Status of a Will After Childbirth or Adoption
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Is a Will Changed or Considered Void After the Birth of a Child?
In some cases, yes. Generally, if a will is written before a testator (i.e. the will's creator) has children, the subsequent birth of child may allow the court to change the terms of the will. In most instances, the court will alter the will just enough to give the child their share of the testator's estate (i.e. the testator's property left over when they die). Some state laws even provide that, once a child is born, the previous will is considered totally void.
Why Do Courts Do This?
Courts do not like the timely and costly process of probate, which occurs when a will must be carried out. The birth of a child gives the testator an identifiable heir who can automatically gain possession of the testator's property when they die, avoiding probate altogether. Therefore, changing or voiding a will upon childbirth allows a court to avoid the time and resources it would otherwise have to spend undergoing probate.
What if the Testator Adopts a Child after the Creation of a Will?
It depends, since half the states are split on this issue. Some states and courts consider adopted children to have the same exact status as biological children. In this case, if state law allows the birth of a child to void a will, then adopting a child would have the same effect. However, other states will not give adopted children equal status to biological children. These states usually require that separate laws be made that specifically allow adoption to void or alter a will.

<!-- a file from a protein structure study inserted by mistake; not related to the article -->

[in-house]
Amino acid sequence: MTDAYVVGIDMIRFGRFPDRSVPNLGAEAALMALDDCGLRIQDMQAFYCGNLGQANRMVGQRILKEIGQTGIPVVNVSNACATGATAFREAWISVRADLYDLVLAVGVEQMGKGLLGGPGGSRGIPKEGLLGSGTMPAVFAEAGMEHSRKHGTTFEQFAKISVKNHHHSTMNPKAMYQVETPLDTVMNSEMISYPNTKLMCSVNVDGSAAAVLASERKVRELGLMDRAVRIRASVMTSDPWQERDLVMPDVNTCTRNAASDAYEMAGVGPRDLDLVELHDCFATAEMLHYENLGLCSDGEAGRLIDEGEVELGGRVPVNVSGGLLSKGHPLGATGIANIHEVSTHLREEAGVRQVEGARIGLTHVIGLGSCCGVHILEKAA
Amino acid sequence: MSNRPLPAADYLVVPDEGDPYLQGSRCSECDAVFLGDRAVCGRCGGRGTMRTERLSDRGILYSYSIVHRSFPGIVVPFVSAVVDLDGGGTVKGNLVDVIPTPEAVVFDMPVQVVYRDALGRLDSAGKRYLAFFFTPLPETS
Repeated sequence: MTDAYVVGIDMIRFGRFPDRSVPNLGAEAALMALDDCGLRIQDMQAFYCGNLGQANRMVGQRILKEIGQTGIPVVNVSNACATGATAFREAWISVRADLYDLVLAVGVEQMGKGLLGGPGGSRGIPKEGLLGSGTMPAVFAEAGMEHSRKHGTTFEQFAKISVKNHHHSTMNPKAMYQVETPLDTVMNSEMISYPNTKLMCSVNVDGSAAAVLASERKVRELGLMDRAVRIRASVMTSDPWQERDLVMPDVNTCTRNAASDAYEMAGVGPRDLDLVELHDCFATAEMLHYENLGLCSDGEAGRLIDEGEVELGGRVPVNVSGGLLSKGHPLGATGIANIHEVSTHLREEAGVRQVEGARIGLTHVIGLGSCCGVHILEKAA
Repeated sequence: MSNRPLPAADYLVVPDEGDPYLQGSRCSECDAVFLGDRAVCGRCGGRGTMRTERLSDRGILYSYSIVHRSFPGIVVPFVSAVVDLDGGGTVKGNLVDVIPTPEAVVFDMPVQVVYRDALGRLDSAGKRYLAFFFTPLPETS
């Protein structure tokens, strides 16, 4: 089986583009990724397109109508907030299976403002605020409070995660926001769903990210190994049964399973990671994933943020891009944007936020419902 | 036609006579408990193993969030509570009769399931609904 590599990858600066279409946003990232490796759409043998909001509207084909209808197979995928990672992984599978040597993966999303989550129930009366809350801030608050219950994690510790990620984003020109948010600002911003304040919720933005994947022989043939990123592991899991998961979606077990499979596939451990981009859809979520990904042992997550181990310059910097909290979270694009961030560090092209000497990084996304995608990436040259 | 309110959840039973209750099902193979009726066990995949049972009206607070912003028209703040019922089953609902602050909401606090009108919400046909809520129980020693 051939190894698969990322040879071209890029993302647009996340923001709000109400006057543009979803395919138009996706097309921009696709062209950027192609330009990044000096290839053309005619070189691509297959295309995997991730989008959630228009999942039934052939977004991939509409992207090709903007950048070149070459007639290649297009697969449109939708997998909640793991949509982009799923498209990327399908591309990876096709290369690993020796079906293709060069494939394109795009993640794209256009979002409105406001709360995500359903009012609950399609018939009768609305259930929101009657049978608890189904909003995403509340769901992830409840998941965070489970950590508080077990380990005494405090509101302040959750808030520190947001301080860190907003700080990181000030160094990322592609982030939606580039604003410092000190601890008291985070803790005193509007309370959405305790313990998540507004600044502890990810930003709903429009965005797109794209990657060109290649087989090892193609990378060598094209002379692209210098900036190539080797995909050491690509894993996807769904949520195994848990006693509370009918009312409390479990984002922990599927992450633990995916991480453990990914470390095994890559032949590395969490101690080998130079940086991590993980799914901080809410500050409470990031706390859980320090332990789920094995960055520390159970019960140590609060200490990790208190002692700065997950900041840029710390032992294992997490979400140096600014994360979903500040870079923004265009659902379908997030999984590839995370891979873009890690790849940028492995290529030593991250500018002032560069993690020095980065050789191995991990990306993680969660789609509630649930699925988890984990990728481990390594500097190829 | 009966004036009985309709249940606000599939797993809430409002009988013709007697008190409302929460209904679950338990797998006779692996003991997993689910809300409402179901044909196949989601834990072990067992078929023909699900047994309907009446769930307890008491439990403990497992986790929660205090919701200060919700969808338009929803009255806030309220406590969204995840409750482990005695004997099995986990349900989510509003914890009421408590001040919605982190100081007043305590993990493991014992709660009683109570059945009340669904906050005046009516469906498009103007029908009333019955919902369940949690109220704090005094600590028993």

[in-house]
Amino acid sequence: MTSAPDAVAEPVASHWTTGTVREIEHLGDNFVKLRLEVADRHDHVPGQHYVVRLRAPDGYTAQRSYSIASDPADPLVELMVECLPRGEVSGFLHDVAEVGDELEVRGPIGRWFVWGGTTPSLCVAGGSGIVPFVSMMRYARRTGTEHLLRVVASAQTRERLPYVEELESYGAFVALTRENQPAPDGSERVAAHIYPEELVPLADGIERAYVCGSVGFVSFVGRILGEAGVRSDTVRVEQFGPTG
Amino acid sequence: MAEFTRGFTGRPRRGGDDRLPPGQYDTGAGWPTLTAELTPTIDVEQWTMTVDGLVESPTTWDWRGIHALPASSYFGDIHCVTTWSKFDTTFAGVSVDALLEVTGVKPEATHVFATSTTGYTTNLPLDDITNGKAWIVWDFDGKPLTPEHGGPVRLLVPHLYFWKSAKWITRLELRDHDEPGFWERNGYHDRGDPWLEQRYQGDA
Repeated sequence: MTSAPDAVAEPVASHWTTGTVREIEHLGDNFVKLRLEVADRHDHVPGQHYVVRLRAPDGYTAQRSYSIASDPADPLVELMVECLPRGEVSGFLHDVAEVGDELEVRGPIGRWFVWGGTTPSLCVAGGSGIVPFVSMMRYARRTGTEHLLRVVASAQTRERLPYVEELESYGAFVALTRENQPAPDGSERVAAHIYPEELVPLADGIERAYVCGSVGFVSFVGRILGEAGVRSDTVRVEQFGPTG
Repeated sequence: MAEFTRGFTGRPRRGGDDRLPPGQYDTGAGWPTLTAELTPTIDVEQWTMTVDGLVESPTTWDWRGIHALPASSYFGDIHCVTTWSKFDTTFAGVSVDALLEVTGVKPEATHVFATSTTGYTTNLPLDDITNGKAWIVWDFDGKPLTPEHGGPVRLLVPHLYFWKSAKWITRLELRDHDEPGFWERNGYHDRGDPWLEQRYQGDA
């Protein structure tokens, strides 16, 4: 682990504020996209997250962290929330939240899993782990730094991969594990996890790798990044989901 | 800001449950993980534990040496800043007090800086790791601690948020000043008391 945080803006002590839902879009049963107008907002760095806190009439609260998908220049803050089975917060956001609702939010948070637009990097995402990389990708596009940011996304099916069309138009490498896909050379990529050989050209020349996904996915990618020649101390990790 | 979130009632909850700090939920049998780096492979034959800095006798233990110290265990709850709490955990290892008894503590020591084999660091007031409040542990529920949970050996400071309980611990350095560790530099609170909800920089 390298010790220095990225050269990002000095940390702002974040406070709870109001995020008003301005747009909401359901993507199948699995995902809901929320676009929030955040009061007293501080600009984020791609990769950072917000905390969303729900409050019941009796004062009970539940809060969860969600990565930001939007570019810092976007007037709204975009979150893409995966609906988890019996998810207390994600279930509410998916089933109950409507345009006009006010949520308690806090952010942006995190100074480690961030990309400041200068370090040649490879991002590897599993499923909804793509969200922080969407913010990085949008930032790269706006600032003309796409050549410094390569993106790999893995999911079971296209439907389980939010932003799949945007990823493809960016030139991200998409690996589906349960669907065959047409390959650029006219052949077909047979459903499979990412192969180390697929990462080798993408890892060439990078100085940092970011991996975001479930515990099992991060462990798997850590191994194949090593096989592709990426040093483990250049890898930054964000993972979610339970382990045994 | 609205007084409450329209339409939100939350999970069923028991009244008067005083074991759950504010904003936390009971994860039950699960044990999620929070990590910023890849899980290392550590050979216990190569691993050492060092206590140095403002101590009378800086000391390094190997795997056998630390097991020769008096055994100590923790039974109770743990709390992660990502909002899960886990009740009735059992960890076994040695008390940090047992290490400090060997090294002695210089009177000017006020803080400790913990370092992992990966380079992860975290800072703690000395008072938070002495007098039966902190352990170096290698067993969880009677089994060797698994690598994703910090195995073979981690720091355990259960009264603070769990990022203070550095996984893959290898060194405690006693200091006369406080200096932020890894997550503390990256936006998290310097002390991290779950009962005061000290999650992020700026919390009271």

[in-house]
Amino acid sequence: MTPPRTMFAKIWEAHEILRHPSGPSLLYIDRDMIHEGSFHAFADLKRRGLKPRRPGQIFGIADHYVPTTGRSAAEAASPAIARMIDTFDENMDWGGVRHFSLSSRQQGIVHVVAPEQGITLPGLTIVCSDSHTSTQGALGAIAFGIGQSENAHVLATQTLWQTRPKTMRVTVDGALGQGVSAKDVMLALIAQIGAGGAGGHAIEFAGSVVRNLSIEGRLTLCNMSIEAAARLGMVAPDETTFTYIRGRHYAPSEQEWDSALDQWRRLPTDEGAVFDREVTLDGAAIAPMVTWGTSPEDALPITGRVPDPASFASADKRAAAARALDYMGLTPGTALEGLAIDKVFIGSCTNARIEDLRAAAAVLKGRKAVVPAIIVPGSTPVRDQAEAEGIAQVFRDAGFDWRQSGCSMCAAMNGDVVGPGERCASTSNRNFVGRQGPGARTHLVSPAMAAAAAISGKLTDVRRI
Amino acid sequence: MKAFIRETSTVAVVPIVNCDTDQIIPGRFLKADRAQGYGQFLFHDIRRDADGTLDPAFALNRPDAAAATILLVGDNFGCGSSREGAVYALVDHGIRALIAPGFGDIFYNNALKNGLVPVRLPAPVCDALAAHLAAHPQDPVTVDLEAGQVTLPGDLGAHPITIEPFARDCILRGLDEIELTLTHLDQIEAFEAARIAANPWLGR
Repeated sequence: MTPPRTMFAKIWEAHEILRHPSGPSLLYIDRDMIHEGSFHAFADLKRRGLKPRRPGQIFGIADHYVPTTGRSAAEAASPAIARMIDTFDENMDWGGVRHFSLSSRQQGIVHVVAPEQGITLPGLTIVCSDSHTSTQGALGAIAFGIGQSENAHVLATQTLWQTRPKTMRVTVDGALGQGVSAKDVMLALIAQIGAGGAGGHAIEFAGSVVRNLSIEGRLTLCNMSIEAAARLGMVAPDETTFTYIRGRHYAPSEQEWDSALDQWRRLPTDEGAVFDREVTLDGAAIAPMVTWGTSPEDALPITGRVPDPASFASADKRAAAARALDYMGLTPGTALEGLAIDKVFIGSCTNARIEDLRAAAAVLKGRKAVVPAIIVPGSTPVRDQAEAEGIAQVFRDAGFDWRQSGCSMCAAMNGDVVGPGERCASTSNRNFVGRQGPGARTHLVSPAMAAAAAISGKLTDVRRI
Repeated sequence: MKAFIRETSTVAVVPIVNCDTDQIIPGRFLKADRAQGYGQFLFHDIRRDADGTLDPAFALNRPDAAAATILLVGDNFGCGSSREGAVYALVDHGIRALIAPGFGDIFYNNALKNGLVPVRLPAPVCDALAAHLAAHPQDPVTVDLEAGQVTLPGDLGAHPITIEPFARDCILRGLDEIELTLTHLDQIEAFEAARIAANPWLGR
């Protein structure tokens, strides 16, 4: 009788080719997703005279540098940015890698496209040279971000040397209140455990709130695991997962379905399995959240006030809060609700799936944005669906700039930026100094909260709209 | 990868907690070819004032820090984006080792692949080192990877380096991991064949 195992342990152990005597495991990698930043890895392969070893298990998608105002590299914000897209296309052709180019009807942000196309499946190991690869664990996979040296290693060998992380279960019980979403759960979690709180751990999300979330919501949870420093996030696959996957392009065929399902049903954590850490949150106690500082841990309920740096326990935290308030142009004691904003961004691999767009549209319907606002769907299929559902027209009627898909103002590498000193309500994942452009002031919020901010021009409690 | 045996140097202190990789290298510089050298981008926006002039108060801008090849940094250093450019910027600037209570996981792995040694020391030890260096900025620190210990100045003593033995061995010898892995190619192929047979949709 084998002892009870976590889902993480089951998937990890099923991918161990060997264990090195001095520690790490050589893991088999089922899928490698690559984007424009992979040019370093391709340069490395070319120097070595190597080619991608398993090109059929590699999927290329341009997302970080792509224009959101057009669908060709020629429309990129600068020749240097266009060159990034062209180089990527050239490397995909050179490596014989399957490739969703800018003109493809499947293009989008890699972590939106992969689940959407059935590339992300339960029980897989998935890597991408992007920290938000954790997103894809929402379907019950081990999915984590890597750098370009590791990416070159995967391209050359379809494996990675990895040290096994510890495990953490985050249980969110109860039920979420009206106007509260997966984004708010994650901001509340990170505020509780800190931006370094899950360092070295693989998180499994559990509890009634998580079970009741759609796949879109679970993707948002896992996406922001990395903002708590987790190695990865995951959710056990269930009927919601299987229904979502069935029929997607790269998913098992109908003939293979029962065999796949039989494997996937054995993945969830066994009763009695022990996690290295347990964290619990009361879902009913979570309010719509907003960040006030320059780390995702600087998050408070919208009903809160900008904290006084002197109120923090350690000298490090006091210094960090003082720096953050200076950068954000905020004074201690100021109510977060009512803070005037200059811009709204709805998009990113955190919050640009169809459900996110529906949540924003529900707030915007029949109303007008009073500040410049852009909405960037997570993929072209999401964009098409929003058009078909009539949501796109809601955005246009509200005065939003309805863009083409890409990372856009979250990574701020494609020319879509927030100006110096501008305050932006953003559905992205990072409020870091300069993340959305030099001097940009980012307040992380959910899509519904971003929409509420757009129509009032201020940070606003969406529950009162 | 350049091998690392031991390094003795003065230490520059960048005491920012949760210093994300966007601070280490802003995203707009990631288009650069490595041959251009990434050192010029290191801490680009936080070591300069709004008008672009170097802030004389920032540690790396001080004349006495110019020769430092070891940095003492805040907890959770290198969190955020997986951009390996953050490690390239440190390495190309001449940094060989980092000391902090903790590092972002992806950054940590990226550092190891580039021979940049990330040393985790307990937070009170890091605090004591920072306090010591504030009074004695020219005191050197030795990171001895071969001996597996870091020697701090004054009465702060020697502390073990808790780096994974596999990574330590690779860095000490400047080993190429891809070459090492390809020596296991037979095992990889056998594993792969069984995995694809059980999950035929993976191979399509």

How Can a Lawyer Help Me?
If you have drafted a will prior to conceiving or adopting a child, you should contact an estate planning lawyer. An attorney can inform you about laws in your state, and whether the birth or adoption of a child affects your will. If you are the biological or adoptive child of a deceased parent, who failed to include you in their prior will, a lawyer can also help you recover any claims you may have on your deceased parent's estate.
Consult a Lawyer - Present Your Case Now!
Last Modified: 10-05-2011 11:13 AM PDT
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